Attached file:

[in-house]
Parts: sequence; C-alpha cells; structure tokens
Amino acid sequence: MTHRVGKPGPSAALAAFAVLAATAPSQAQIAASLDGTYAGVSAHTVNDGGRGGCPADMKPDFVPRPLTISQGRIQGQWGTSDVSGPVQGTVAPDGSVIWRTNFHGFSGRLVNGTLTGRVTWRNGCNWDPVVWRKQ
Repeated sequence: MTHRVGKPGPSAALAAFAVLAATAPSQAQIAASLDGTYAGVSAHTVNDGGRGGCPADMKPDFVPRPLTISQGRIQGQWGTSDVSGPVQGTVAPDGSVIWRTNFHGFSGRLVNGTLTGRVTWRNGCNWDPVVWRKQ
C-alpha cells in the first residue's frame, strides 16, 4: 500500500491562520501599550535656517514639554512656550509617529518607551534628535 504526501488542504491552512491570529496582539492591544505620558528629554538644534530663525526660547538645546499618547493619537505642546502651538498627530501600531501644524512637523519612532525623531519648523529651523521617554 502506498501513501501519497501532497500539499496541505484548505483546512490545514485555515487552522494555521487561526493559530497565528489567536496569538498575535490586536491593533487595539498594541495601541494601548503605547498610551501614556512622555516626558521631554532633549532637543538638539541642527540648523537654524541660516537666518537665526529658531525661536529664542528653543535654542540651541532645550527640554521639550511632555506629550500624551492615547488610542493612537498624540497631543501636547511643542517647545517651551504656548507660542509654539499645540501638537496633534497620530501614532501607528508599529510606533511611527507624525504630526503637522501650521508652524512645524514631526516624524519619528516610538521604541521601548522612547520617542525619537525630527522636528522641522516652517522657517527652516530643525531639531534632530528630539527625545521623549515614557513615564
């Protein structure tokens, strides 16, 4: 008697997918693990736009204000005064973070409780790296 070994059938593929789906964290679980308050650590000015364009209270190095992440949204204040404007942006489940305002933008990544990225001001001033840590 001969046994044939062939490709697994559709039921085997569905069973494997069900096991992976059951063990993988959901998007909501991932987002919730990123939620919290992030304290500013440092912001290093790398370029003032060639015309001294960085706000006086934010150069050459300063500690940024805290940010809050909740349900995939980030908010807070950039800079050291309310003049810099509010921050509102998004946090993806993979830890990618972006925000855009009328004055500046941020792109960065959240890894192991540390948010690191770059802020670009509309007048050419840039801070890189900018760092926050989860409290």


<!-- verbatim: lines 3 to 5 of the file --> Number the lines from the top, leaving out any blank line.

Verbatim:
Amino acid sequence: MTHRVGKPGPSAALAAFAVLAATAPSQAQIAASLDGTYAGVSAHTVNDGGRGGCPADMKPDFVPRPLTISQGRIQGQWGTSDVSGPVQGTVAPDGSVIWRTNFHGFSGRLVNGTLTGRVTWRNGCNWDPVVWRKQ
Repeated sequence: MTHRVGKPGPSAALAAFAVLAATAPSQAQIAASLDGTYAGVSAHTVNDGGRGGCPADMKPDFVPRPLTISQGRIQGQWGTSDVSGPVQGTVAPDGSVIWRTNFHGFSGRLVNGTLTGRVTWRNGCNWDPVVWRKQ
C-alpha cells in the first residue's frame, strides 16, 4: 500500500491562520501599550535656517514639554512656550509617529518607551534628535 504526501488542504491552512491570529496582539492591544505620558528629554538644534530663525526660547538645546499618547493619537505642546502651538498627530501600531501644524512637523519612532525623531519648523529651523521617554 502506498501513501501519497501532497500539499496541505484548505483546512490545514485555515487552522494555521487561526493559530497565528489567536496569538498575535490586536491593533487595539498594541495601541494601548503605547498610551501614556512622555516626558521631554532633549532637543538638539541642527540648523537654524541660516537666518537665526529658531525661536529664542528653543535654542540651541532645550527640554521639550511632555506629550500624551492615547488610542493612537498624540497631543501636547511643542517647545517651551504656548507660542509654539499645540501638537496633534497620530501614532501607528508599529510606533511611527507624525504630526503637522501650521508652524512645524514631526516624524519619528516610538521604541521601548522612547520617542525619537525630527522636528522641522516652517522657517527652516530643525531639531534632530528630539527625545521623549515614557513615564